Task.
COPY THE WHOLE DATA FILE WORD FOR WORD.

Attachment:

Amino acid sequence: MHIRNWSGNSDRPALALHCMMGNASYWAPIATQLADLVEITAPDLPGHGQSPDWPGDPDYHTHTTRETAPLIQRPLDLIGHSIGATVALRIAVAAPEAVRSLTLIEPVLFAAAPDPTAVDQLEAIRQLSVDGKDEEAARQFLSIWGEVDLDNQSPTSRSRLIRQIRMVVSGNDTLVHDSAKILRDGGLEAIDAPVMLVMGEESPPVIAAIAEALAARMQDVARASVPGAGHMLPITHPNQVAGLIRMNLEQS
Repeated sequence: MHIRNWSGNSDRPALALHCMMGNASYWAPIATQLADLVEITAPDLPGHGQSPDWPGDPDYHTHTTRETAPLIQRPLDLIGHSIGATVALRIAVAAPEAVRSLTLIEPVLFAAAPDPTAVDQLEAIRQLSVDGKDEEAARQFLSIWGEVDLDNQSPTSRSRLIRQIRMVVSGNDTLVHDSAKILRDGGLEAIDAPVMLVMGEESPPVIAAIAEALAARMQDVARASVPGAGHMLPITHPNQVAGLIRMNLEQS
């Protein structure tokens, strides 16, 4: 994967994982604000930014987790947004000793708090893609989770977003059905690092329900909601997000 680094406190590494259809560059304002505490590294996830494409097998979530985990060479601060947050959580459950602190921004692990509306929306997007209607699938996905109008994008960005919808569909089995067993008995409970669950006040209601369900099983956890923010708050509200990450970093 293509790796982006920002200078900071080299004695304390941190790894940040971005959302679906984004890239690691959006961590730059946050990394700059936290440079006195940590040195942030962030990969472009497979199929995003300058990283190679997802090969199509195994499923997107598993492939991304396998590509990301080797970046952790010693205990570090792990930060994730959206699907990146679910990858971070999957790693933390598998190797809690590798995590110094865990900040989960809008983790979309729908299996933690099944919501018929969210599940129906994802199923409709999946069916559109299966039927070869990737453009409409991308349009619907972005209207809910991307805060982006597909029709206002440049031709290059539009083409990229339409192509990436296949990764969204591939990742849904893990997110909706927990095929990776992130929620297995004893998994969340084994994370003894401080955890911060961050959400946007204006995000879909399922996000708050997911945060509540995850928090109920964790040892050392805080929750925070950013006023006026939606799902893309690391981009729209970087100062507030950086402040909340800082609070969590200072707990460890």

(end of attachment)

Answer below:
Amino acid sequence: MHIRNWSGNSDRPALALHCMMGNASYWAPIATQLADLVEITAPDLPGHGQSPDWPGDPDYHTHTTRETAPLIQRPLDLIGHSIGATVALRIAVAAPEAVRSLTLIEPVLFAAAPDPTAVDQLEAIRQLSVDGKDEEAARQFLSIWGEVDLDNQSPTSRSRLIRQIRMVVSGNDTLVHDSAKILRDGGLEAIDAPVMLVMGEESPPVIAAIAEALAARMQDVARASVPGAGHMLPITHPNQVAGLIRMNLEQS
Repeated sequence: MHIRNWSGNSDRPALALHCMMGNASYWAPIATQLADLVEITAPDLPGHGQSPDWPGDPDYHTHTTRETAPLIQRPLDLIGHSIGATVALRIAVAAPEAVRSLTLIEPVLFAAAPDPTAVDQLEAIRQLSVDGKDEEAARQFLSIWGEVDLDNQSPTSRSRLIRQIRMVVSGNDTLVHDSAKILRDGGLEAIDAPVMLVMGEESPPVIAAIAEALAARMQDVARASVPGAGHMLPITHPNQVAGLIRMNLEQS
């Protein structure tokens, strides 16, 4: 994967994982604000930014987790947004000793708090893609989770977003059905690092329900909601997000 680094406190590494259809560059304002505490590294996830494409097998979530985990060479601060947050959580459950602190921004692990509306929306997007209607699938996905109008994008960005919808569909089995067993008995409970669950006040209601369900099983956890923010708050509200990450970093 293509790796982006920002200078900071080299004695304390941190790894940040971005959302679906984004890239690691959006961590730059946050990394700059936290440079006195940590040195942030962030990969472009497979199929995003300058990283190679997802090969199509195994499923997107598993492939991304396998590509990301080797970046952790010693205990570090792990930060994730959206699907990146679910990858971070999957790693933390598998190797809690590798995590110094865990900040989960809008983790979309729908299996933690099944919501018929969210599940129906994802199923409709999946069916559109299966039927070869990737453009409409991308349009619907972005209207809910991307805060982006597909029709206002440049031709290059539009083409990229339409192509990436296949990764969204591939990742849904893990997110909706927990095929990776992130929620297995004893998994969340084994994370003894401080955890911060961050959400946007204006995000879909399922996000708050997911945060509540995850928090109920964790040892050392805080929750925070950013006023006026939606799902893309690391981009729209970087100062507030950086402040909340800082609070969590200072707990460890």